Climate Change Ethics for an Endangered World
Climate change confronts us with our most pressing challenges today. The global consensus is clear that human activity is mostly to blame for its harmful effects, but there is disagreement about what should be done. While no shortage of proposals from ecological footprints and the polluter pays principle to adaptation technology and economic reforms, each offers a solution – but is climate change a problem we can solve?
In this provocative new book, these popular proposals for ending or overcoming the threat of climate change are shown to offer no easy escape and each rest on an important mistake. Thom Brooks argues that a future environmental catastrophe is an event we can only delay or endure, but not avoid. This raises new ethical questions about how we should think about climate change. How should we reconceive sustainability without a status quo? Why is action more urgent and necessary than previously thought? What can we do to motivate and inspire hope? Many have misunderstood the kind of problem that climate change presents – as well as the daunting challenges we must face and overcome. Climate Change Ethics for an Endangered World is a critical guide on how we can better understand the fragile world around us before it is too late.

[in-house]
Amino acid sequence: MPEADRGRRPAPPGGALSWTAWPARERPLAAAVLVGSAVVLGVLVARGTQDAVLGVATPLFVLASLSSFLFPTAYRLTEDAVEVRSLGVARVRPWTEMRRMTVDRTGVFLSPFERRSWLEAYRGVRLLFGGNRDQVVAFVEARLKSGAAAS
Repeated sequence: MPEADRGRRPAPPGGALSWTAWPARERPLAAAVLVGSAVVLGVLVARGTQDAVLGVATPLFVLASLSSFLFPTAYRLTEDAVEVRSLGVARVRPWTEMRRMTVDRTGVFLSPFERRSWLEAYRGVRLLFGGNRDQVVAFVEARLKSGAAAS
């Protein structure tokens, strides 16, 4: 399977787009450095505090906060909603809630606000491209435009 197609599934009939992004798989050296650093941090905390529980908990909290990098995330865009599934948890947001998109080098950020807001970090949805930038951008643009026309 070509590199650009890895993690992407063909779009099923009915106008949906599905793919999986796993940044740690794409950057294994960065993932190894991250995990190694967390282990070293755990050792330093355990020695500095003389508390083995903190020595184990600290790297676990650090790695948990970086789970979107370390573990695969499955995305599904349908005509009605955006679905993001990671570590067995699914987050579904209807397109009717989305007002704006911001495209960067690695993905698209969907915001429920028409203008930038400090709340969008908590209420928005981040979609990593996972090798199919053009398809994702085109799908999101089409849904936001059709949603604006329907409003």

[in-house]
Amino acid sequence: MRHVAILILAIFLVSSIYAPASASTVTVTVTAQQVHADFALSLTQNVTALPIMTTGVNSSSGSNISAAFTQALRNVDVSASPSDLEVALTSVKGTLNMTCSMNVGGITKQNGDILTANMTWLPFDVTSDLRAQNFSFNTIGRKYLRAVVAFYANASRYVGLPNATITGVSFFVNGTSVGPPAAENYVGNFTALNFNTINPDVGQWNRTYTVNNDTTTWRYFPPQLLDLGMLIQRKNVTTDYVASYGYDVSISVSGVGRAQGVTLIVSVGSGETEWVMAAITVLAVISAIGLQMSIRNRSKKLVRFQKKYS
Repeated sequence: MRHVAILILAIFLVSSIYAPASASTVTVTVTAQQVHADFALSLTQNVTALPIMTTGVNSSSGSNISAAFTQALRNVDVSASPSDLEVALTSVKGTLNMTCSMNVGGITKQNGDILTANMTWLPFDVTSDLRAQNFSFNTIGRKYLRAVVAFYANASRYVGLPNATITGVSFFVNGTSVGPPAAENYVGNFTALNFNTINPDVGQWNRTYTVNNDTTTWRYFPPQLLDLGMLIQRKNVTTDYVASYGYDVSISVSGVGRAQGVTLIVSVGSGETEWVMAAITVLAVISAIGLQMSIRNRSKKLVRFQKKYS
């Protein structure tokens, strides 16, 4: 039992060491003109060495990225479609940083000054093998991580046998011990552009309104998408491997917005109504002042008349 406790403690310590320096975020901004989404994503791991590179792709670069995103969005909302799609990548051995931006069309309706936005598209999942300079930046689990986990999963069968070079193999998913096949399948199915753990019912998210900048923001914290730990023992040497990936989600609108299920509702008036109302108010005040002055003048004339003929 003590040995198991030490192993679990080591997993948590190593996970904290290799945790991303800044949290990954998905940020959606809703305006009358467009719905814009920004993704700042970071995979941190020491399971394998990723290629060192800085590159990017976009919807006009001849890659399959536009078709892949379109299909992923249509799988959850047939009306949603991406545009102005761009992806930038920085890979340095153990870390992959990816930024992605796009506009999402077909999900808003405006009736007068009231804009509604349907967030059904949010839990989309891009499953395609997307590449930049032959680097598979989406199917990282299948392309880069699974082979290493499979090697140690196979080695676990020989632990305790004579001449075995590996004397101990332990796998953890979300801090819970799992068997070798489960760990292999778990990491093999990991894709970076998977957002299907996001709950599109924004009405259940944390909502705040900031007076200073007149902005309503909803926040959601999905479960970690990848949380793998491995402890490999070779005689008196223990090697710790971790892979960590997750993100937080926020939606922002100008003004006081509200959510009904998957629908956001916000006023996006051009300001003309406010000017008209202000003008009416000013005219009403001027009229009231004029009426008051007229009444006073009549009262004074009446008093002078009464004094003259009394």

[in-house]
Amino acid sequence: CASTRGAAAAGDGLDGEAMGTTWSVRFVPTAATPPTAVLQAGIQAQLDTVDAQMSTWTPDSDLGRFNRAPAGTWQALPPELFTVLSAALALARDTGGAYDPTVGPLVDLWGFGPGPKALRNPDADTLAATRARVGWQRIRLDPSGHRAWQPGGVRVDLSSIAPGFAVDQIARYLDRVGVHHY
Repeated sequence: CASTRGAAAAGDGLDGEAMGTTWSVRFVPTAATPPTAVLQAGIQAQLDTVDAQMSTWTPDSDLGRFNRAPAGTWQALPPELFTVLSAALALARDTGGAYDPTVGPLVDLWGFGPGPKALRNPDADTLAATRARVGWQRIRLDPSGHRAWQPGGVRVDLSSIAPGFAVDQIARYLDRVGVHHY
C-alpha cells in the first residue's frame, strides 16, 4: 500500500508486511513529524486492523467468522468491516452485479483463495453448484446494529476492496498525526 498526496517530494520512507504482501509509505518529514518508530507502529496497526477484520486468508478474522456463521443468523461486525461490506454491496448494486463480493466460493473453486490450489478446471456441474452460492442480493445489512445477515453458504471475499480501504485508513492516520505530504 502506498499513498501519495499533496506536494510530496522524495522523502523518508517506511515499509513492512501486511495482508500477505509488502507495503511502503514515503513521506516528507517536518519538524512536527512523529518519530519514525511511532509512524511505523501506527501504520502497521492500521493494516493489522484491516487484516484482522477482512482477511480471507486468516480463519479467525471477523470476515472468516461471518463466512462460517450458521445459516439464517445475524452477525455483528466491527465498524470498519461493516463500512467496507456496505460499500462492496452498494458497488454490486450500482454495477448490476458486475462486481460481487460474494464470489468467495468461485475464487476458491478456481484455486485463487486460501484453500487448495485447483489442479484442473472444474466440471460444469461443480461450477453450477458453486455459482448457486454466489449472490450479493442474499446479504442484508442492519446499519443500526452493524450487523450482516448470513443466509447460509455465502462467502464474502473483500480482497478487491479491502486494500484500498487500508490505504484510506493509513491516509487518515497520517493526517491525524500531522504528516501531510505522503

This innovative book will be of great interest to students and scholars of climate change, climate justice, environmental policy and environmental ethics.
Chapter 1: Conservation: The Ecological Footprint
Chapter 2: Conservation: The Polluter Pays Principle
Chapter 3: Adaptation
Chapter 4: Climate Change and Catastrophe
Chapter 5: Possible Objections
"This book offers a rare combination of tough-mindedness, analytic rigor, and passion as it tackles the greatest challenge of our time—climate change. For Brooks, it’s past time to acknowledge that climate change cannot be solved though the careful selection of good polices. Climate change is an unavoidable tragedy that we must endure but may be able to survive. Offering a program that emphasizes flexibility and adaptation, Brooks brings original insights to a debate that too long has been bogged down in wishful thinking and empty scholasticism."
Professor Eric Posner, Kirkland & Ellis Distinguished Service Professor of Law at the University of Chicago's Law School.